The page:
We put new wine in old bottles, but also we use new bottles to hold our old wine. For, consider the name of our main street: is this Main or Clark or Cook or Grand Street, according to the register of the main streets of town? Instead, for its half-mile of village life, the Plank Road, macadamized and arc-lighted, is called Daphne Street. Daphne Street! I love to wonder why. Did our dear Doctor June's father name it when he set the five hundred elms and oaks which glorify us? Or did Daphne herself take this way on the day of her flight, so that when they came to draught the town, they recognized that it was Daphne Street, and so were spared the trouble of naming it? Or did the Future anonymously toss us back the suggestion, thinking of some day of her own when she might remember us and say, "Daphne Street!" Already some of us smile with a secret nod at something when we direct a stranger, "You will find the Telegraph and Cable Office two blocks down, on Daphne Street." "The Commercial Travelers' House, the Abigail Arnold Home Bakery, the Post Office and Armory are in the same block on Daphne Street." Or, "The Electric Light Office is at the corner of Dunn and Daphne." It is not wonderful that Daphne herself, at seeing these things, did not stay, but lifted her laurels somewhat nearer Tempe—although there are those of us who like to fancy that she is here all the time in our Daphne-Street magic: the fire bell, the tulip beds, and the twilight bonfires. For how else, in all reason, has the name persisted?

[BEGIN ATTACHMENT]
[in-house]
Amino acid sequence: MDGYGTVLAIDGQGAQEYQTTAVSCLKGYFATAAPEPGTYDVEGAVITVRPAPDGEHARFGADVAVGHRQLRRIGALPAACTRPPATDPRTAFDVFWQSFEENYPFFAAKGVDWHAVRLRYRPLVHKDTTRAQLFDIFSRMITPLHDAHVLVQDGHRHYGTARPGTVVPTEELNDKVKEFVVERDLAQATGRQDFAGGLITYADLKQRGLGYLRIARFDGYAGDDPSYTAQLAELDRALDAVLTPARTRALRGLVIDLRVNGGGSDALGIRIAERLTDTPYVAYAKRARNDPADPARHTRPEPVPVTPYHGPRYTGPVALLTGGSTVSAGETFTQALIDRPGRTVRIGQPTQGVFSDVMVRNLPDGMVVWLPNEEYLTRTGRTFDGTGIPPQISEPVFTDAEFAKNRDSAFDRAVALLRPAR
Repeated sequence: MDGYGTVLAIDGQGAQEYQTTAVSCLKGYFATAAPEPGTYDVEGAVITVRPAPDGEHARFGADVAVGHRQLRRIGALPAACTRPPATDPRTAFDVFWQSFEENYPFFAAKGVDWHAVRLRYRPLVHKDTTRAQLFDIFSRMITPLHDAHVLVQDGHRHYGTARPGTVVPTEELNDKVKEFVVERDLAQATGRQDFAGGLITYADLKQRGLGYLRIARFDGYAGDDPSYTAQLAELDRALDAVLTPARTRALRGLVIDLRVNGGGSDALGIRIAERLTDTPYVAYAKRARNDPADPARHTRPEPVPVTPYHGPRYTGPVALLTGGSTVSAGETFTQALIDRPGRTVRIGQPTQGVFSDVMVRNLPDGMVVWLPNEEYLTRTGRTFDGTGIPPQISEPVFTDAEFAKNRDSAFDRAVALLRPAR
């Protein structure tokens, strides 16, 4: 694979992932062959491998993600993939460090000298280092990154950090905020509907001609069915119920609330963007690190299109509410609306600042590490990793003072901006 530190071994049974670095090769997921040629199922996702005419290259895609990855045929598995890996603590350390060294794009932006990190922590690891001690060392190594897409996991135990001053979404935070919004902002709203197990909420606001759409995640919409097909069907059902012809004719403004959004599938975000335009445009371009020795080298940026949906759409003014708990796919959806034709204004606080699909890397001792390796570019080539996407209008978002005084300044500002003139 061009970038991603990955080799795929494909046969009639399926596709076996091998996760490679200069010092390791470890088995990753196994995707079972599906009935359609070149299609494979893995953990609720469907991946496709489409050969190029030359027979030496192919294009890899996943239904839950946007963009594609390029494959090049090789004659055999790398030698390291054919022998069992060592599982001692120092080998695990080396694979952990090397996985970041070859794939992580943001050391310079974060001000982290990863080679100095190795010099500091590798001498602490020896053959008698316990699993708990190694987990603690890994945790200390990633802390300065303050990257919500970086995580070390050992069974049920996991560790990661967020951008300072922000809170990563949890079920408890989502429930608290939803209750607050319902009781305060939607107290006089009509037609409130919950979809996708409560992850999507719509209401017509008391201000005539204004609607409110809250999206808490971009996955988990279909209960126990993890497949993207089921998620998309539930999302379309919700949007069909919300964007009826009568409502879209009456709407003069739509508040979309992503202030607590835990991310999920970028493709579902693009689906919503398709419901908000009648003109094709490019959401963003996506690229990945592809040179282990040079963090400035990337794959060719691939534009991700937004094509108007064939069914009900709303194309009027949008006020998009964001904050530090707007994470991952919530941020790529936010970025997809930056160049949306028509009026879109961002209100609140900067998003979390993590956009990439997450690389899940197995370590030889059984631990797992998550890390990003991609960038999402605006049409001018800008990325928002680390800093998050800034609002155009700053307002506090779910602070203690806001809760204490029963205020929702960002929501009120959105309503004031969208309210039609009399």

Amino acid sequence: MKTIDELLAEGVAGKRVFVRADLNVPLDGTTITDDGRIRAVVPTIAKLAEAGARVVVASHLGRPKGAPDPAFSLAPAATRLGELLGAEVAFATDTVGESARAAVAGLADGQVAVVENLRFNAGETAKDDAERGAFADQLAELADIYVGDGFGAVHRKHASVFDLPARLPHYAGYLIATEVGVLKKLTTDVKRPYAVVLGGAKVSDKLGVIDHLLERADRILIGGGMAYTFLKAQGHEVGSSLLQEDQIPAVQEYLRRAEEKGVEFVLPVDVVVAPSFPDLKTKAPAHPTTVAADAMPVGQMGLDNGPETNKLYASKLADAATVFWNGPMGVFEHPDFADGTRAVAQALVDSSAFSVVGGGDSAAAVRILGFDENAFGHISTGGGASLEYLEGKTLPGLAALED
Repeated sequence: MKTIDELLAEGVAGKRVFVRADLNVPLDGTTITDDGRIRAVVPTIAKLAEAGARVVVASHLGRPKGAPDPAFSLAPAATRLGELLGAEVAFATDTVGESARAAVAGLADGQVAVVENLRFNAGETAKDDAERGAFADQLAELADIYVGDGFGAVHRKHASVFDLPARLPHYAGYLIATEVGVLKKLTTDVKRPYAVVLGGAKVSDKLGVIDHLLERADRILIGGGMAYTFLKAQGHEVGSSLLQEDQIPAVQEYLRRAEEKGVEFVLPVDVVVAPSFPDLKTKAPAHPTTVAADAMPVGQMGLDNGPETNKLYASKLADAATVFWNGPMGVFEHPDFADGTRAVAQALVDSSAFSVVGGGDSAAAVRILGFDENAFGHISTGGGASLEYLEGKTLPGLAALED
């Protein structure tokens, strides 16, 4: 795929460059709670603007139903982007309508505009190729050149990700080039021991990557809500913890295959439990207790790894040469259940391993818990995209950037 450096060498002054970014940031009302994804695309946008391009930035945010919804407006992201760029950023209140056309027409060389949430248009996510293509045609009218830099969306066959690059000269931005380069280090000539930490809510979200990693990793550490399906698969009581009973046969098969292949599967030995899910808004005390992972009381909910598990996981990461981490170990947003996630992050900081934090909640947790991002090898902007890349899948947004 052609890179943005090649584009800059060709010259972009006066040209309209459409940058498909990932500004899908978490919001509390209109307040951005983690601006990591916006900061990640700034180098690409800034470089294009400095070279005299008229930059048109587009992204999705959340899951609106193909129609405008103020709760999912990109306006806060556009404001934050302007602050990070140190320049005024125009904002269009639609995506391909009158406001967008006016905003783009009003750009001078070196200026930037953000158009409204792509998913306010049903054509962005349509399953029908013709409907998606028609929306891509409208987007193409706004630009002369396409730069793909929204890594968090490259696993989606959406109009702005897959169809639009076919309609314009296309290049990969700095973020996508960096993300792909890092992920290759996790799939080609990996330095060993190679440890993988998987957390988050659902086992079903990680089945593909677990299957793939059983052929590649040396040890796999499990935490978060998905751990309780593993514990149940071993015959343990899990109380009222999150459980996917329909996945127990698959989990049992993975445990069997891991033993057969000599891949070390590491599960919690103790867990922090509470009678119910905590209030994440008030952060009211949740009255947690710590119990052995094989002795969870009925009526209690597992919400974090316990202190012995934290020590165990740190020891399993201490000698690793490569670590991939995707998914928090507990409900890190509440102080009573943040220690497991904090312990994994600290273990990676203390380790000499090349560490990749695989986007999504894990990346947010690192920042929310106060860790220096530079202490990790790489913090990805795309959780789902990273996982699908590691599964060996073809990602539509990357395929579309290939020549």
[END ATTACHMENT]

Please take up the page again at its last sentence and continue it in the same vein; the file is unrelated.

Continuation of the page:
Of late a new doctor has appeared—one may say, has abounded: a surgeon who, such is his zeal, will almost perform an operation over the telephone and, we have come somewhat cynically to believe, would prefer doing so to not operating at all.

Thus the New shoulders the Old, and our transition is still swift enough to be a spectacle, as was its earlier phase which gave our Middle West to cabins and plough horses, with a tendency away from wigwams and bob-whites. And in this local warfare between Old and New a chief figure is Calliope Marsh. She is a little rosy, wrinkled creature officially—though no other than officially—pertaining to sixty years; mender of lace, seller of extracts, and music teacher, but of the three she thinks of the last as her true vocation.

With us all the friendship idea prevails: we accept what Progress sends, but we regard it in our own fashion. Our improvements, like our entertainments, our funerals, our holidays, and our very loves, are but Friendship-Village exponents of the modern spirit. Perhaps, in a tenderer significance than she meant, Calliope characterized us when she said:

"This town is more like a back door than a front—or, givin' it full credit, anyhow—it's no more'n a side door, with no vines."